- This sums to a general view of social housing as ‘necessary but for other people’. There are worse positions for a public policy to be in, for sure. But there was some agreement among the group that, with so much going on people’s lives, it is not the ideal one from which to build huge voter demand for more social housing in their area, and it makes it hard to generate huge mainstream public resistance to any cuts or changes to social housing – as we found during the Housing and Planning Act.
- When discussing what might lay behind any negative public attitudes to social housing, there was a general feeling among the group that – despite occasionally unreasonable media coverage of social housing – this isn’t just a communications problem, but one related to social housing policy itself. In particular many people argued that focusing allocations very sharply on priority need had perhaps residualised social housing to only the very vulnerable. This may have contributed to the feeling among many on low incomes that social housing isn’t ‘for people like me’, and thus made it hard to generate the building of more as an issue of priority. This is of course a complicated area – and a tough message for Shelter to listen to, given our involvement with helping to shape key changes to allocations in the 1970s, but it is one that is worth exploring further.
- One or two people that the strongest appeal of existing social housing is the route to home ownership it offers those on low incomes (both by allowing people to pay cheaper rents and save up, and through the Right to Buy), and advocates should make more of this.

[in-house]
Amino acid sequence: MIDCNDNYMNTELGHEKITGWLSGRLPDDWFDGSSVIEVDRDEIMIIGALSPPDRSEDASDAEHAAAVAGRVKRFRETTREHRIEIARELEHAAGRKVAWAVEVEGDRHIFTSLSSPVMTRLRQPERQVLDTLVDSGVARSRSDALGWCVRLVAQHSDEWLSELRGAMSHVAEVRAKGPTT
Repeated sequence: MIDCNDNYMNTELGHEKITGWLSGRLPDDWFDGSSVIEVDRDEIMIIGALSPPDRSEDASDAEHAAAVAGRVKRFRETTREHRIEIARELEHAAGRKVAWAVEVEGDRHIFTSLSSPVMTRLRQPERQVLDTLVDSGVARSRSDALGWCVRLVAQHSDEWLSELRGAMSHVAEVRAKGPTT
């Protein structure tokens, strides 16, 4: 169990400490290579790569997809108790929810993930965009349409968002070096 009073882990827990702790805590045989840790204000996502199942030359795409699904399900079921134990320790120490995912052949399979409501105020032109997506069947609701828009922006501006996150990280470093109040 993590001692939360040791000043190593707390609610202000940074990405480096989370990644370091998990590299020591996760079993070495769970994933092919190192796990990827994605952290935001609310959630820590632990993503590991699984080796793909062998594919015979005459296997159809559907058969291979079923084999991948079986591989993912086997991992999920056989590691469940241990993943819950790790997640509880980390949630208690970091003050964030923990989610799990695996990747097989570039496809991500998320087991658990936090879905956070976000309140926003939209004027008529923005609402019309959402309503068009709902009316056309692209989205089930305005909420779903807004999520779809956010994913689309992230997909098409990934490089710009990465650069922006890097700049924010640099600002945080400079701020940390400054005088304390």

- There was also a view that it is worth exploring new products that do a similar job to social housing but are focused on low income groups who either can’t get or don’t want social housing. This might not replace traditional social rent but complement it in some way. The work of Conservative campaign group Renewal on Rent to Buy, which proposed a ‘Living Rent’ as part of the product, was talked about in this respect.
However, there were some areas where there was more difference. Questions such as:
- Can the ‘brand’ of social housing be ‘rescued’ in popular public attitudes – or do we need to start again?
- Contesting Taylor’s argument at the top of this blog somewhat, do public attitudes actually matter? Shouldn’t we just focus on the solid economic case for social housing?
- Is the political tide turning with the new government, given recent noises by the new Housing Minister?
All in all this is certainly a complicated issue, with very few easy or obvious answers. Nevertheless we were struck by how widely the sense was shared that we definitely have a problem when it comes to building public and political support for low rent housing. The obvious challenge is what we do about it – something we are looking to work on in the coming year or so.